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Journal of Applied Mathematics
Volume 2014 (2014), Article ID 759834, 11 pages
http://dx.doi.org/10.1155/2014/759834
Research Article

Comparison of Neural Network Error Measures for Simulation of Slender Marine Structures

1DNV Denmark A/S, Tuborg Parkvej 8, 2900 Hellerup, Denmark
2Department of Mechanical Engineering, Technical University of Denmark, 2800 Kongens Lyngby, Denmark
3Det Norske Veritas, 7496 Trondheim, Norway
4Department of Applied Mathematics and Computer Science, Technical University of Denmark, 2800 Kongens Lyngby, Denmark

Received 19 November 2013; Accepted 21 January 2014; Published 2 March 2014

Academic Editor: Ricardo Perera

Copyright © 2014 Niels H. Christiansen et al. This is an open access article distributed under the Creative Commons Attribution License, which permits unrestricted use, distribution, and reproduction in any medium, provided the original work is properly cited.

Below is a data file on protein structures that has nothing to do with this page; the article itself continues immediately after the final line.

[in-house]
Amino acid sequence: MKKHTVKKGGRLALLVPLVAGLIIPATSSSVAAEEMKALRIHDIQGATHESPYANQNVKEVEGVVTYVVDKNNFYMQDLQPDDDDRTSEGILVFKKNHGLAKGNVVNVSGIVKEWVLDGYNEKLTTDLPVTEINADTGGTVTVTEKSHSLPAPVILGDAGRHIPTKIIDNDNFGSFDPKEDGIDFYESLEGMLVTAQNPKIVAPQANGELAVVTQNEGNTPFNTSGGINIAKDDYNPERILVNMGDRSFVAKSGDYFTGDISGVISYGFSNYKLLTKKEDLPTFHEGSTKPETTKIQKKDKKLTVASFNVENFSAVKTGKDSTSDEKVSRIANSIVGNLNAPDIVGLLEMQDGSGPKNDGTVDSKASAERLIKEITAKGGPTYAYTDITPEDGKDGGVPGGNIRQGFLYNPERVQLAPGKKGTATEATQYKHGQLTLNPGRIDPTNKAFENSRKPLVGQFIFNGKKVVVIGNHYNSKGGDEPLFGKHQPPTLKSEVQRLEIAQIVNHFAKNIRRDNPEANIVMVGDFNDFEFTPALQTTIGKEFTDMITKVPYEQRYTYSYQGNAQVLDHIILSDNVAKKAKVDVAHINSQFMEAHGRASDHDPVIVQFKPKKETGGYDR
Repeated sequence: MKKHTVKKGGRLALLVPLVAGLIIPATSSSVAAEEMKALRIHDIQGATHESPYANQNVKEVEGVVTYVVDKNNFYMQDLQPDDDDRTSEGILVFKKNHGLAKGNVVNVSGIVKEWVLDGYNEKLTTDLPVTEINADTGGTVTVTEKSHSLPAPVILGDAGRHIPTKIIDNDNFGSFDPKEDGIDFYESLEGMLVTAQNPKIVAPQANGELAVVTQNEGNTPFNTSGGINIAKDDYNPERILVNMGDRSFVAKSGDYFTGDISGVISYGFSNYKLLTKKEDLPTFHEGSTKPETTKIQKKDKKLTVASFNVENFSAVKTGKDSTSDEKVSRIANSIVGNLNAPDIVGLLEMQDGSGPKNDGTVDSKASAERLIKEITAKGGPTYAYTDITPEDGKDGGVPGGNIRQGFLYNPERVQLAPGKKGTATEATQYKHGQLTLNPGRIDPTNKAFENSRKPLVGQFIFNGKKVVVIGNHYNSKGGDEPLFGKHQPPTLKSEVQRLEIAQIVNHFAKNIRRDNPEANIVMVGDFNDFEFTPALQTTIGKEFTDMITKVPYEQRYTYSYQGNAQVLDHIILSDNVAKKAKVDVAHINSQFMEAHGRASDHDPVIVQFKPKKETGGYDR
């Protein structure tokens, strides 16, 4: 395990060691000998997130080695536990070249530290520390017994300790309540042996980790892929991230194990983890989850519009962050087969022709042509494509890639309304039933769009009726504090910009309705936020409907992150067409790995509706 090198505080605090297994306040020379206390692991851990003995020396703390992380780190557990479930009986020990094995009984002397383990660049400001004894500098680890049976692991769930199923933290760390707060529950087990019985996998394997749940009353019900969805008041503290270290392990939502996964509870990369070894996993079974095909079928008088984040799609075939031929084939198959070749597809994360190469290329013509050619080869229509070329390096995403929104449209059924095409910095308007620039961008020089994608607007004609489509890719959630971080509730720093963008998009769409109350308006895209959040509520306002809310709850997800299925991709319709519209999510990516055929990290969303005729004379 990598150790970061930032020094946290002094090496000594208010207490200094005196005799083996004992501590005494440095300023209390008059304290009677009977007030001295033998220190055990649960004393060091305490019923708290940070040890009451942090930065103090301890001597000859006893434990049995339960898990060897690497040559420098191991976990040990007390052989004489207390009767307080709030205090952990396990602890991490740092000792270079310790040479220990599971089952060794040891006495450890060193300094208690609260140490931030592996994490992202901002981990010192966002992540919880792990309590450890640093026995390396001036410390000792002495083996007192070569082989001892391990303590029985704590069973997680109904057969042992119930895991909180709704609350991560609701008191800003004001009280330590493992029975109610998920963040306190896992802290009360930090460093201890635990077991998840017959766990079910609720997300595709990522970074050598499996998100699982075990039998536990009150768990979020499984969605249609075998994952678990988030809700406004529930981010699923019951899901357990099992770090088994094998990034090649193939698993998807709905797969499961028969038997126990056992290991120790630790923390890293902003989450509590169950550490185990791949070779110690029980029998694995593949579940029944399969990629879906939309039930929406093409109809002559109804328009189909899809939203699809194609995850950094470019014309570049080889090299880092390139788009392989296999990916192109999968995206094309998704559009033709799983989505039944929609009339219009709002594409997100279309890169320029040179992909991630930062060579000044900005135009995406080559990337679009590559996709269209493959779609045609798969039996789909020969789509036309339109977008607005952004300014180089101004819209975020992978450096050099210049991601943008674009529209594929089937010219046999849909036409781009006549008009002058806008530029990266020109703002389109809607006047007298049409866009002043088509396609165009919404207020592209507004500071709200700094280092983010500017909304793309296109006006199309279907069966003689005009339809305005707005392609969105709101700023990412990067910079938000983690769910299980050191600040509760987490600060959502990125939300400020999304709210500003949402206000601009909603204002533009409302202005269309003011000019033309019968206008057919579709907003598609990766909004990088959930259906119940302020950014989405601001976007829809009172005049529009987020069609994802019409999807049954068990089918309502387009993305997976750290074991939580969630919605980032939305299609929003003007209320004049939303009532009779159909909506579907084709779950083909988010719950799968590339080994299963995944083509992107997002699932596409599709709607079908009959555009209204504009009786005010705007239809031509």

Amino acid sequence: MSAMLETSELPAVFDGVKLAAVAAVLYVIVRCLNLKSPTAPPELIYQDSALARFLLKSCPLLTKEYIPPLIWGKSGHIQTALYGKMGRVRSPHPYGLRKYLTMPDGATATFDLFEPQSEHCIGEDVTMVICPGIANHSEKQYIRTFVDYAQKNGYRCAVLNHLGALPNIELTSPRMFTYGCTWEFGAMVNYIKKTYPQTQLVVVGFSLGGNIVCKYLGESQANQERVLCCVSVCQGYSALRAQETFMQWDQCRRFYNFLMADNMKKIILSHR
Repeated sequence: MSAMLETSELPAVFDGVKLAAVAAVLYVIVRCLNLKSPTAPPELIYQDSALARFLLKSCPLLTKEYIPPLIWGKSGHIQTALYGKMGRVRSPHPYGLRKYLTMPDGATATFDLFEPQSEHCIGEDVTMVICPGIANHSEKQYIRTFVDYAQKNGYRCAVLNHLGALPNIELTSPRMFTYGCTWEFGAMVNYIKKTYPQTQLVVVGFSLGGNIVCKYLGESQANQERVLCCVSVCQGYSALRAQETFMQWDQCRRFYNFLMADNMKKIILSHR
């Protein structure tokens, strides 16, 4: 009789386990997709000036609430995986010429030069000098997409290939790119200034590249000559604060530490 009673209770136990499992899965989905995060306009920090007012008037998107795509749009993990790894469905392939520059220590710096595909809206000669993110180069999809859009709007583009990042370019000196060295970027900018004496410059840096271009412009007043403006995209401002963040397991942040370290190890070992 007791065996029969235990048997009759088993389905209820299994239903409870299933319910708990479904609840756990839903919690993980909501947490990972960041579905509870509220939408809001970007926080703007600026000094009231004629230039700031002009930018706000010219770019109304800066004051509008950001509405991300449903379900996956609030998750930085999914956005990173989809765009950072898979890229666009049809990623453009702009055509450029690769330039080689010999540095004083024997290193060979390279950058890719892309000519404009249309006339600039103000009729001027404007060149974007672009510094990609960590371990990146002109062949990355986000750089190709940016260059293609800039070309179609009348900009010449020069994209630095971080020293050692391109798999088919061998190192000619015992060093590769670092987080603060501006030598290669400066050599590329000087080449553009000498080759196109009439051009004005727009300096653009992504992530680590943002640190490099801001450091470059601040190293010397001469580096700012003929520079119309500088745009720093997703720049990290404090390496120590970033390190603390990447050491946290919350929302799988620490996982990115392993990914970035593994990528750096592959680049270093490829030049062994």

Abstract

Training of an artificial neural network (ANN) adjusts the internal weights of the network in order to minimize a predefined error measure. This error measure is given by an error function. Several different error functions are suggested in the literature. However, the far most common measure for regression is the mean square error. This paper looks into the possibility of improving the performance of neural networks by selecting or defining error functions that are tailor-made for a specific objective. A neural network trained to simulate tension forces in an anchor chain on a floating offshore platform is designed and tested. The purpose of setting up the network is to reduce calculation time in a fatigue life analysis. Therefore, the networks trained on different error functions are compared with respect to accuracy of rain flow counts of stress cycles over a number of time series simulations. It is shown that adjusting the error function to perform significantly better on a specific problem is possible. On the other hand. it is also shown that weighted error functions actually can impair the performance of an ANN.